Stay up to date with notifications from The Independent

Notifications can be managed in browser preferences.

'Do you not have a daughter? Do you not have a mother?': Pelosi condemns sexism in Congress and US society in defence of AOC

A record 36 freshman congresswomen were sworn into office last year, 35 of whom are Democrats

Griffin Connolly
Washington
Thursday 23 July 2020 19:15 BST
Comments
AOC responds to non-apology from Congressman who verbally attacked her

Speaker Nancy Pelosi decried the pervasive sexism that she said lingers in the halls of Congress and US society more broadly, as lawmakers continued on Thursday to admonish GOP Congressman Ted Yoho for the rude manner in which he confronted Congresswoman Alexandria Ocasio-Cortez on the Capitol steps this week.

Ms Pelosi, the highest-ranking elected female official in US history who has led the House Democratic caucus for the better part of two decades, said she could relate to Ms Ocasio-Cortez's treatment by Mr Yoho, who allegedly called her "disgusting" and a "f***ing bitch" after a heated exchange on Tuesday that he initiated between the two.

"There's no limit to the disrespect or the lack of acknowledgement of the strength of women," Ms Pelosi told reporters on Thursday when asked about the incident. "Nothing is more wholesome for our government, for our politics, for our country, than the increased participation of women. And women will be treated with respect."

A record 36 freshman congresswomen were sworn into office last year, 35 of whom are Democrats. (One of those 35, ex-Congresswoman Katie Hill of California, left office last fall amid a sexual misconduct controversy.)

Despite their growing numbers in positions of power, women still do not routinely command the same respect as men — neither in the halls of Congress nor in US society more broadly, Ms Pelosi said.

"What's so funny is, you'd say to them, 'Do you not have a daughter? Do you not have a mother? Do you not have a sister? Do you not have a wife? What makes you think that you can be so' — and this is the word I use for them — 'condescending, in addition to being disrespectful?'" Ms Pelosi said.

Ms Ocasio-Cortez and several of her woman colleagues spoke on the House floor on Thursday condemning Mr Yoho's aggressive behaviour and what they viewed as his half-hearted apology at the podium on Wednesday.

"The fact that the behaviour of one of the members is such that the whole Democratic Women's Caucus has gone to the floor at a time when our floor time is very precious tells you how important this is," the speaker said.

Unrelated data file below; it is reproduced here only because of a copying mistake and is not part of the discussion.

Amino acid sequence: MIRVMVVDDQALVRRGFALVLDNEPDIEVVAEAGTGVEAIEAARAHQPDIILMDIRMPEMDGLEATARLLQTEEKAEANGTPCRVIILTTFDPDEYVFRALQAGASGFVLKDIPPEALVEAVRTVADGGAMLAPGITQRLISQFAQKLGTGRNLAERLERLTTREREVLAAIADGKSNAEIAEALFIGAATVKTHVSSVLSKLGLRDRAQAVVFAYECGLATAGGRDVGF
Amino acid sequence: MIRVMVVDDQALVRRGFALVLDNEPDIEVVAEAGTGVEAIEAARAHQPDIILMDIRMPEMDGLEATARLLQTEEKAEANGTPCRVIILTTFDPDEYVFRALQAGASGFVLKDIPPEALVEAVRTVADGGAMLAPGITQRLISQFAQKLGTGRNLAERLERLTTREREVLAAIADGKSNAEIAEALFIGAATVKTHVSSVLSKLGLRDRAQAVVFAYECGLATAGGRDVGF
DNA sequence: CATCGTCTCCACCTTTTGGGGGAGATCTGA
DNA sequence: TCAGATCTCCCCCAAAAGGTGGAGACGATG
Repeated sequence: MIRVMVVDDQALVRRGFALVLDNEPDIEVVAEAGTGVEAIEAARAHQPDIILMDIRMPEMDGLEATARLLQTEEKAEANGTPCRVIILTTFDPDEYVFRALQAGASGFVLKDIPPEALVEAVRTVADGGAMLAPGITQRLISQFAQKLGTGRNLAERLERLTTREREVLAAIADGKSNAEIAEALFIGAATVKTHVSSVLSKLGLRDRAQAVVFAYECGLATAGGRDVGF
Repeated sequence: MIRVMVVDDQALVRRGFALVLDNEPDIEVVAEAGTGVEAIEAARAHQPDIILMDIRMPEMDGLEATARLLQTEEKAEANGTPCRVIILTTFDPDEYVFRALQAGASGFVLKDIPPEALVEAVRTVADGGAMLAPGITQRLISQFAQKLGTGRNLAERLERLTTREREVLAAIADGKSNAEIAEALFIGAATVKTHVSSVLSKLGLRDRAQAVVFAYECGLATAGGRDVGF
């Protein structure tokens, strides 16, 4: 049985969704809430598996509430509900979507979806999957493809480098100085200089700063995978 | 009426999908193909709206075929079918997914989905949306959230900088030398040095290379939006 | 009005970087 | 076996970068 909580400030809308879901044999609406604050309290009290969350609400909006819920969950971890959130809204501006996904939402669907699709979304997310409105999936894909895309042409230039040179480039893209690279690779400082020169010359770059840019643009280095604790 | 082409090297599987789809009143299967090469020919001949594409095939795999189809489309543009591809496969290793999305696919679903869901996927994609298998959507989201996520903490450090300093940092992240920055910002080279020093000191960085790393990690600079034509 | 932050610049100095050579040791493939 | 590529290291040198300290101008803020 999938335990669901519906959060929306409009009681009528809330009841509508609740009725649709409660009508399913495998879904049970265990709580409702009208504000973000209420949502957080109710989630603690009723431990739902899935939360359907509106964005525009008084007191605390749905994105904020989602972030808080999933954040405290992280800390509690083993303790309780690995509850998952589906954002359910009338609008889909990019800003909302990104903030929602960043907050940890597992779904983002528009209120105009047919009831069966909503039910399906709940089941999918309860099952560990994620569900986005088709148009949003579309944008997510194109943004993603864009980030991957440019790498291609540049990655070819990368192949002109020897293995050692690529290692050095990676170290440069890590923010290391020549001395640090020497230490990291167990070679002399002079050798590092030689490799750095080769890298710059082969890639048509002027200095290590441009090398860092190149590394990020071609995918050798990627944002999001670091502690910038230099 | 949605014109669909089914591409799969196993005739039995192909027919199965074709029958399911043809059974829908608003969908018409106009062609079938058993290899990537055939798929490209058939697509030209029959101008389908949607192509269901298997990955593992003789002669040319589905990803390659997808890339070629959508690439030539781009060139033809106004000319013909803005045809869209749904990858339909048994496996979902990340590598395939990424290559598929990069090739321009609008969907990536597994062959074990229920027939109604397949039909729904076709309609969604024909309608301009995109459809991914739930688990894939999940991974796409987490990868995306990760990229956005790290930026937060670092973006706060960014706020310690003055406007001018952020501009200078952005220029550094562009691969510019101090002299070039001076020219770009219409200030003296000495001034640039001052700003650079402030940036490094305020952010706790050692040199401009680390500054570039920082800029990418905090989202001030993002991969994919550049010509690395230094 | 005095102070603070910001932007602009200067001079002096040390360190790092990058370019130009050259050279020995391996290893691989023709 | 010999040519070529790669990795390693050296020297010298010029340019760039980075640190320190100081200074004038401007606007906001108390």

"It's a manifestation of attitudes in our society, really. I can tell you that firsthand, they've called me names for at least ... 18 years of leadership," Ms Pelosi said of her political adversaries.

Mr Yoho, who is retiring at the end of his current term after eight years of mostly quiet, behind-the-scenes work in Congress, issued a partial apology for "the abrupt manner of the conversation" he had with Ms Ocasio-Cortez on the Capitol steps on Tuesday, where a reporter allegedly heard him call her a "f***ing bitch" after the two parted ways.

Mr Yoho did not, however, apologise for that particular comment, however, claiming he did not say it to Ms Ocasio-Cortez during their brief confrontation, which he initiated.

"The offensive name-calling — words attributed to me by the press — were never spoken to my colleague, and if they were construed that way I apologise for their misunderstanding," he said in a speech on the House floor on Wednesday.

"It is true that we disagree on policies and visions for America, but that does not mean we should be disrespectful. Having been married for 45 years with two daughters, I'm very cognizant of the language I use," Mr Yoho said.

Ms Ocasio-Cortez dismissed Mr Yoho's speech as hollow, and indicative of his disinterest in issuing an actual apology.

"Yesterday. Representative Yoho decided to come to the floor of the House of Representatives and make excuses for his behaviour. And that I could not let go. I could not allow my nieces, I could not allow the little girls that I go home to, I could not allow victims of verbal abuse, and worse to see that, to see that excuse," she said, "and to see our Congress accept it as legitimate and accept it as an apology and to accept silence as a form of acceptance."

Mr Ocasio-Cortez said she does not need to hear Mr Yoho issue a more sincere-sounding apology because she does not believe he has the desire to utter one.

"Clearly, he does not want to," she said. "Clearly, when given the opportunity, he will not. And I will not stay up late at night, waiting for an apology from a man who has no remorse over calling women [f***ing bitches], and using abusive language towards women."

Join our commenting forum

Join thought-provoking conversations, follow other Independent readers and see their replies

Comments

Thank you for registering

Please refresh the page or navigate to another page on the site to be automatically logged inPlease refresh your browser to be logged in